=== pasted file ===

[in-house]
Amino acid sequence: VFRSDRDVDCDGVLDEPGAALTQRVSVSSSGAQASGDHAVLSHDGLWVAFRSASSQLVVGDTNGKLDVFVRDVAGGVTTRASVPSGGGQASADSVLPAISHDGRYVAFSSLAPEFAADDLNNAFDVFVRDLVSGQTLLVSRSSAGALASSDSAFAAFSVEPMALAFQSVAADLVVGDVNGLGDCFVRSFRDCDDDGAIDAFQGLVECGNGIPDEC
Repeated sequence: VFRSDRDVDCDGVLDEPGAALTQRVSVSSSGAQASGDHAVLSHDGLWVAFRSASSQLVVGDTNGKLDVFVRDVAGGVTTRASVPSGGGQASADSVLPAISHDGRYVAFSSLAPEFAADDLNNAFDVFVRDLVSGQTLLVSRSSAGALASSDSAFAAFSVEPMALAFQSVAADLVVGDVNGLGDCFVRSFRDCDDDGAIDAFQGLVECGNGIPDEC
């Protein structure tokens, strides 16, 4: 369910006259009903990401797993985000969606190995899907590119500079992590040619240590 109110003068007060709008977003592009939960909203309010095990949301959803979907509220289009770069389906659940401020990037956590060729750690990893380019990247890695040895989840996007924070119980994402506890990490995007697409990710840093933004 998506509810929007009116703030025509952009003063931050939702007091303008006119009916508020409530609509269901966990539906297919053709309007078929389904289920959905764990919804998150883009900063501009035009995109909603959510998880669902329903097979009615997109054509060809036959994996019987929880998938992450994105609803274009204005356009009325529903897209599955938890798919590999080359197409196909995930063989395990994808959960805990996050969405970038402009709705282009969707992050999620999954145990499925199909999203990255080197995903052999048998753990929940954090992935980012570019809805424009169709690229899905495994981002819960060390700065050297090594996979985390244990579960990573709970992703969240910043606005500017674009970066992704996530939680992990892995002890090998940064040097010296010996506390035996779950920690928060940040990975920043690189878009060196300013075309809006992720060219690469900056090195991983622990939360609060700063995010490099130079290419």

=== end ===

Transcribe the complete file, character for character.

[in-house]
Amino acid sequence: VFRSDRDVDCDGVLDEPGAALTQRVSVSSSGAQASGDHAVLSHDGLWVAFRSASSQLVVGDTNGKLDVFVRDVAGGVTTRASVPSGGGQASADSVLPAISHDGRYVAFSSLAPEFAADDLNNAFDVFVRDLVSGQTLLVSRSSAGALASSDSAFAAFSVEPMALAFQSVAADLVVGDVNGLGDCFVRSFRDCDDDGAIDAFQGLVECGNGIPDEC
Repeated sequence: VFRSDRDVDCDGVLDEPGAALTQRVSVSSSGAQASGDHAVLSHDGLWVAFRSASSQLVVGDTNGKLDVFVRDVAGGVTTRASVPSGGGQASADSVLPAISHDGRYVAFSSLAPEFAADDLNNAFDVFVRDLVSGQTLLVSRSSAGALASSDSAFAAFSVEPMALAFQSVAADLVVGDVNGLGDCFVRSFRDCDDDGAIDAFQGLVECGNGIPDEC
């Protein structure tokens, strides 16, 4: 369910006259009903990401797993985000969606190995899907590119500079992590040619240590 109110003068007060709008977003592009939960909203309010095990949301959803979907509220289009770069389906659940401020990037956590060729750690990893380019990247890695040895989840996007924070119980994402506890990490995007697409990710840093933004 998506509810929007009116703030025509952009003063931050939702007091303008006119009916508020409530609509269901966990539906297919053709309007078929389904289920959905764990919804998150883009900063501009035009995109909603959510998880669902329903097979009615997109054509060809036959994996019987929880998938992450994105609803274009204005356009009325529903897209599955938890798919590999080359197409196909995930063989395990994808959960805990996050969405970038402009709705282009969707992050999620999954145990499925199909999203990255080197995903052999048998753990929940954090992935980012570019809805424009169709690229899905495994981002819960060390700065050297090594996979985390244990579960990573709970992703969240910043606005500017674009970066992704996530939680992990892995002890090998940064040097010296010996506390035996779950920690928060940040990975920043690189878009060196300013075309809006992720060219690469900056090195991983622990939360609060700063995010490099130079290419």